It would be a rare household that doesn’t have spaghetti bolognese on high rotation on the menu.
As the name suggests, this dish originated in the Bologna area, and its Italian name is ragu alla bolognese. You should definitely trot that out next time you serve it up to make yourself sound a bit swish. Probably a step up from ‘spag bol’.
The recipe dates back to the 1890s, but like many popular dishes, probably popped up much earlier and no-one wrote it down. In Italy, it is traditionally served with tagliatelle, but we are a long way from Italy, so they won’t be able to pasta shame us. So serve it with whatever you like.
In my long-distant youth, it was common to make it with nothing more than browned mince, onion and enough tomato sauce to make it thick. And I’m not talking about passata. No, just normal tomato sauce like you’d put on a sausage. It was stomach churning.
We’ve come a long way in the past few decades and, thankfully, one of those things is better bolognese. But like many things, there’s always room for improvement.
Here are six things to add to your next bolognese.
Adding milk to your bolognese serves two purposes. First, it adds richness to the sauce, and second, the lactic acid breaks down the meat to make it more tender. You don’t have to add a lot, maybe a third of a cup for every 500g of mince, but it will be well worth it.
You can make a bolognese in 30 minutes if you want to – certainly I like to have it from go to whoa in about that time – but for the best flavour profile you should simmer for at least an hour. It’s also one of those things that’s better the next day, so do that if you can.
I learnt this early from a movie. I do not remember which movie, but think it starred Beau Bridges. To balance out all that acid from the tomatoes you should also add some sugar. If you haven’t added it before, start small and add until you get the balance you like. I usually add one heaped dessert spoon of brown sugar because I think the brown sugar adds more flavour.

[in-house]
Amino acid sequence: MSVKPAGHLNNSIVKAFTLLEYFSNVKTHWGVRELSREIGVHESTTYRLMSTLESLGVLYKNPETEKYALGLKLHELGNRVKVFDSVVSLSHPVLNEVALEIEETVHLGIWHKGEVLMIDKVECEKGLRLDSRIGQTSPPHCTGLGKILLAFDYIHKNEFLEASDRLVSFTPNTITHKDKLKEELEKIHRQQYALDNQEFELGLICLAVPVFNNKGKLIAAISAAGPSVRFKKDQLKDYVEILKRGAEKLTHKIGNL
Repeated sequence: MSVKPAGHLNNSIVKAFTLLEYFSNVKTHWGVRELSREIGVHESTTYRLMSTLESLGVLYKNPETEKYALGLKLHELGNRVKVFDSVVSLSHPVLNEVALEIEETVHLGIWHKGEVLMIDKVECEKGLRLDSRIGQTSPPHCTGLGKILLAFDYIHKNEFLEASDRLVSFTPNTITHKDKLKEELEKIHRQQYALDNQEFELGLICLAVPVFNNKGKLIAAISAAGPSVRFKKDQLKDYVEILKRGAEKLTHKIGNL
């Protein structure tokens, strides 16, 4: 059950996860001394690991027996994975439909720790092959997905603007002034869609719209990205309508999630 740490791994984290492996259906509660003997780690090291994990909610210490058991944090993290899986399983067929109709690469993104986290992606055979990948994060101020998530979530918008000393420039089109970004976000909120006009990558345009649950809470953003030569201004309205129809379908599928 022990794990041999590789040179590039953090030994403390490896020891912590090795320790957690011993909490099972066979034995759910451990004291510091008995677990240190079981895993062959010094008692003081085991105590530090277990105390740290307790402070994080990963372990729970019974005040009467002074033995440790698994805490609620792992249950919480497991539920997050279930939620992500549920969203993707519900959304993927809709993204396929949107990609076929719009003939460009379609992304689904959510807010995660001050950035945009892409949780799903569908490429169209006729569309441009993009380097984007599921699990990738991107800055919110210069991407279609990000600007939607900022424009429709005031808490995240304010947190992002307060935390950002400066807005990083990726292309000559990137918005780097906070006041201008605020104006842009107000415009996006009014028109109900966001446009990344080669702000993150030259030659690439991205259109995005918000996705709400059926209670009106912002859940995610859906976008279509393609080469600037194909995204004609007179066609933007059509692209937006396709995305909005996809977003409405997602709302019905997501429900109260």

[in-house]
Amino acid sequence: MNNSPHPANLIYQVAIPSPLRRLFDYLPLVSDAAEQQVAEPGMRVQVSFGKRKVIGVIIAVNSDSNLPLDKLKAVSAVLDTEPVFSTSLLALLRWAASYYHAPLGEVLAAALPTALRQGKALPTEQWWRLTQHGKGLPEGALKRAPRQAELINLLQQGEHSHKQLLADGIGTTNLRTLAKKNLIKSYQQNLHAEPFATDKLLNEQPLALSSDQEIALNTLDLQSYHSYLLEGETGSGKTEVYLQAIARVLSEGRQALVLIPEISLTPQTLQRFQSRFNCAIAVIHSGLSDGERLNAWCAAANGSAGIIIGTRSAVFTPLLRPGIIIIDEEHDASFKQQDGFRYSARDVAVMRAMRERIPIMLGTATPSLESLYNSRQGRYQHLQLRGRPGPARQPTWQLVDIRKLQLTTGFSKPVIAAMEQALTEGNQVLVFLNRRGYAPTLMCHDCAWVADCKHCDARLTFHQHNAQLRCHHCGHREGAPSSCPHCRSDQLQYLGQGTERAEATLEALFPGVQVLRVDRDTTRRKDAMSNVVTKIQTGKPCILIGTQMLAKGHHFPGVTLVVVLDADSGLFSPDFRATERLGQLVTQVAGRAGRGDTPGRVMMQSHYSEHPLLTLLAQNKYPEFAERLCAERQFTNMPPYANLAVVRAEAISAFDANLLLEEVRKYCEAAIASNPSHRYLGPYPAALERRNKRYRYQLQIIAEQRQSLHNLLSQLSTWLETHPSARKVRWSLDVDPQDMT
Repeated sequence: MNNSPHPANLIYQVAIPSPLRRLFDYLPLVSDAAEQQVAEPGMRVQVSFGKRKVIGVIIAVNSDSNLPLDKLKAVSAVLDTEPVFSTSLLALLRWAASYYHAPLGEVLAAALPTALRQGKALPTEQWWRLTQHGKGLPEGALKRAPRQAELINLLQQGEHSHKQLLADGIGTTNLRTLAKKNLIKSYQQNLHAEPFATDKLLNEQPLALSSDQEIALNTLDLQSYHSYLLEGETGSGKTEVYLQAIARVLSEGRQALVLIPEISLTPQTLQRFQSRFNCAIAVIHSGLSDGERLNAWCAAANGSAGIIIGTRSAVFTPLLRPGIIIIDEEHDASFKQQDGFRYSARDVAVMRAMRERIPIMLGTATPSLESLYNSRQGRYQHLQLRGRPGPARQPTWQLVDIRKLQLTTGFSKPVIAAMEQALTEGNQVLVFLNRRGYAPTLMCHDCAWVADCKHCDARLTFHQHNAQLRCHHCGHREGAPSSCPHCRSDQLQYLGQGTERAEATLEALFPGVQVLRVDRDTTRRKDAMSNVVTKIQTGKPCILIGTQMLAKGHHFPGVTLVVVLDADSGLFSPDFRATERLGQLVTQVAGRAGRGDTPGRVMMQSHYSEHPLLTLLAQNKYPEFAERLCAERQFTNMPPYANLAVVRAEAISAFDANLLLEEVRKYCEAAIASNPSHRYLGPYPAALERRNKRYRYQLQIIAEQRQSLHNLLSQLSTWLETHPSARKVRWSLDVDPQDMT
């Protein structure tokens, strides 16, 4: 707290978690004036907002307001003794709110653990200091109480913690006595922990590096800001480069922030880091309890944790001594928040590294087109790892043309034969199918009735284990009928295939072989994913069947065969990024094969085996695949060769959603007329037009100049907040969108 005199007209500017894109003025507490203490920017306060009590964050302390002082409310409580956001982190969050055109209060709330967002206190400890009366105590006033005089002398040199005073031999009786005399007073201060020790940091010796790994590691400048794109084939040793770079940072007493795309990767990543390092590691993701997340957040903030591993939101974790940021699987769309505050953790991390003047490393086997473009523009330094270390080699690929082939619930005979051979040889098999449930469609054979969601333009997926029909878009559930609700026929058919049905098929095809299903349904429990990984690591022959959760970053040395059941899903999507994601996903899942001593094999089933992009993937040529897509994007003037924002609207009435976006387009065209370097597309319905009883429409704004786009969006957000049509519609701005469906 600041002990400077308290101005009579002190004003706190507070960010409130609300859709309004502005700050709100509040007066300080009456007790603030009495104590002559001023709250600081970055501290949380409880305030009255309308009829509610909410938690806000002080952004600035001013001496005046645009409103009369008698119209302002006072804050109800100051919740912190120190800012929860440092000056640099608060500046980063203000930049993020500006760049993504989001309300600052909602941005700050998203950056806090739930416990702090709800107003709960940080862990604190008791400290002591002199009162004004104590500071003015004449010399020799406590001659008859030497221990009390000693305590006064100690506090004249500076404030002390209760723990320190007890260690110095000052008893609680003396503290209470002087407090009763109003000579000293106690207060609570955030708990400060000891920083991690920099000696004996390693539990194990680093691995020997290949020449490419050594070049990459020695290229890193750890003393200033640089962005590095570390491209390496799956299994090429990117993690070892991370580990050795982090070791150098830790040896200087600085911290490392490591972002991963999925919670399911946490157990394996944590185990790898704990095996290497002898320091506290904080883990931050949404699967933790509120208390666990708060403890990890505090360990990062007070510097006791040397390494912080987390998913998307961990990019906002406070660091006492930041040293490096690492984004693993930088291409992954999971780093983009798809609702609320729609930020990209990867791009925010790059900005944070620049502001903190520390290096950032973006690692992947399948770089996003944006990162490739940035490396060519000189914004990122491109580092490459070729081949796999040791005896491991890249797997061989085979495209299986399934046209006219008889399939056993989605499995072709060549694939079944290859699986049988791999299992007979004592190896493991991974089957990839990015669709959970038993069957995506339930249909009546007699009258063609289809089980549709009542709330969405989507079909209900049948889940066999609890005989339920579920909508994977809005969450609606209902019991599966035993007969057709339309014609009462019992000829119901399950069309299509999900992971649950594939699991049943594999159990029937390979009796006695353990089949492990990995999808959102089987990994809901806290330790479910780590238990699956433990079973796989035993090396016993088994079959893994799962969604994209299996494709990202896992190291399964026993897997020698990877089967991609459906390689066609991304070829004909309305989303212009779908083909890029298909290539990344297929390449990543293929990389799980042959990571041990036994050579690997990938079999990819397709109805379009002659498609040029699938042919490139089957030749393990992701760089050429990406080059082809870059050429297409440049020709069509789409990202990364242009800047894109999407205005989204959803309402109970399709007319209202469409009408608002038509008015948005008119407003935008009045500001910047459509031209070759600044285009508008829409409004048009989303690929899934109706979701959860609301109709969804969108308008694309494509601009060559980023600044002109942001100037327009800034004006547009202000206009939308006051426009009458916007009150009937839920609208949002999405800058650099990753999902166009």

Mushrooms are very meaty so it makes sense to add them to a very meat-based dish. Chop them very finely and add them when you brown the mince. Everyday white cap mushies are fine, but you can also add porcini mushrooms for a bit of oomph.
You look at your bolognese and it’s red so your instinct is to add red wine, but don’t, you should use white wine instead.
I do not know the science of this, maybe some boffin could help me out in the comments below, other than that red wine tastes too heavy for bolognese.
My preferred method is to pour about half a cup into the emptied tinned tomato or passata container you used, swish it around to collect all remaining solids and then pour that into the pot.
Fresh Italian herbs
It’s a good idea to add at least half a dozen sprigs of your favourite Italian herb during simmering. My preference is basil, but that’s hard to come by in the depths of winter so I also use oregano or thyme when they’re available, preferably thyme.
When the sauce is ready to serve, I fish the sprigs out, just because biting into a stick of thyme can really break your stride mid-meal.
I know they are not exclusively ‘Italian’ herbs, but they are closely associated with the cuisine so I’m going with it.
What’s your tip for a better bolognese? Why not share your ideas in the comments section below?
Also read: How to improve your fried rice game